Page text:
* Whilst Alice’s Adventures in Wonderland is agreed by all to be a prime example of literary nonsense, there exist a one hundred and fifty year-old debate as to whether there is a deeper meaning to it, rather than just being written for a child’s entertainment.
There is a deeper meaning to Alice’s Adventures in Wonderland than what meets the eye. Although, there is a bountiful amount of symbolism to explore, we shall sharpen our focus on the following triad: Alice’s growth, her immaturity, and her understanding.
To begin with, Alice’s Adventures in Wonderland is rich in symbols for growth. As one of the most prominent moments in the book, readers can recall that Alice’s height increases and decreases multiple times throughout the story when she consumes the cake and mystery liquid. One might view this as simply another nonsensical plot tool to progress Alice forward in her journey through Wonderland. However, perhaps we should view it from a different perspective. Consider the fact that Alice is often unhappy with her sporadic spouts* of growth and …show more content…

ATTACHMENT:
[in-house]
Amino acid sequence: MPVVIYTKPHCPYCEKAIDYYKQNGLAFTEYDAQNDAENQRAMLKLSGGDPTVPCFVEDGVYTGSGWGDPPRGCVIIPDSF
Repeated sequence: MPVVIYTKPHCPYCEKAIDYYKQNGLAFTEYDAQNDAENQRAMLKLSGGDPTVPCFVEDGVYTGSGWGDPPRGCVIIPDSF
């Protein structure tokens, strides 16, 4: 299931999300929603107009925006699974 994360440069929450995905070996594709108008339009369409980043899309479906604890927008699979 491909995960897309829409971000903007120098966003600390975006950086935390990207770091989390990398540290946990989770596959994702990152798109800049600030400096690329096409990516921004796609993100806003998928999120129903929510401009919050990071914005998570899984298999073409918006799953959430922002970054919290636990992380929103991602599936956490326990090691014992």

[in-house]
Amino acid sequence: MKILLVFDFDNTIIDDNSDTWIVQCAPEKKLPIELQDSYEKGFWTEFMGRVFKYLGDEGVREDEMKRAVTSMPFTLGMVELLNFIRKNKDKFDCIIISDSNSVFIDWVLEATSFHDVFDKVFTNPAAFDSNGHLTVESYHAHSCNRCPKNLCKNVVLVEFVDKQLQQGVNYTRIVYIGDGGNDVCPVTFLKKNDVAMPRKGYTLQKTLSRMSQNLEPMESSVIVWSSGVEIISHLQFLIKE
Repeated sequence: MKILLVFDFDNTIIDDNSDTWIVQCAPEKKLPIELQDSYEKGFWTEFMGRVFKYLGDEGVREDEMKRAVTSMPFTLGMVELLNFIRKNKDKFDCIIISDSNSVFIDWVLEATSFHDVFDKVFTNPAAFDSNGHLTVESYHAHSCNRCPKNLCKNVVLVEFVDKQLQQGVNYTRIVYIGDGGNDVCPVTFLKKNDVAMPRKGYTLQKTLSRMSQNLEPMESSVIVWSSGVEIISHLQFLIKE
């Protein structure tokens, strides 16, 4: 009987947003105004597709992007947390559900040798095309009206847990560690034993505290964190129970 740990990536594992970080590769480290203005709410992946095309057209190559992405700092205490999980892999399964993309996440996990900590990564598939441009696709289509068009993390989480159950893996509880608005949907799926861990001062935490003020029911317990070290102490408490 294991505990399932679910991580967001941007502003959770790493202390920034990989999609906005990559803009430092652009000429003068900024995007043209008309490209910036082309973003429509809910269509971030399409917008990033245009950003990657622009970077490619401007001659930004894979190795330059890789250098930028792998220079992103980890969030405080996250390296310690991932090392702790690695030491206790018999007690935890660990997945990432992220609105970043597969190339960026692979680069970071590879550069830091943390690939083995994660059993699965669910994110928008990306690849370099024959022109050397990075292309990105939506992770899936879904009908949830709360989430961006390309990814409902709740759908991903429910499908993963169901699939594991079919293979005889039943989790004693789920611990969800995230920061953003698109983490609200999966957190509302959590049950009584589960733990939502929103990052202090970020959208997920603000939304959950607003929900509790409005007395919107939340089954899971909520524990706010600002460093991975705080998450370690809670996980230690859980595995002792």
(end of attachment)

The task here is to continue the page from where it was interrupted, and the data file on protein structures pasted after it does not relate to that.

Despite the fact that Alice is considerably more mature than her animal counterparts, she still has a ways to go. There are numerous instances of symbolism throughout the book that exhibit this. For example, when the Duchess’ baby is not in Alice’s care, Alice is empathic and worried in regards to the baby’s well being, but as soon as the responsibility of the child is relinquished to Alice, the baby transforms into a pig. At this development, Alice “set the little creature down, and felt quite relieved to see it trot away quietly in the wood. ‘If it has grown up,’ she said to herself, ‘it would have made a dreadfully ugly child” (Carroll 32). The symbolism here is in the fact that although Alice is maturing, she is not ready to care for a child. Additional proof for her immaturity are the three characters Alice converses with at the shore of her “pool of tears” (Carroll 10). They are symbolic of the phases teenagers and young adulthoods pass through as they age. The lory, mouse, and dodo respectively represent the arrogance, timidness, and recklessness that characterizes these stages in mental and emotional development before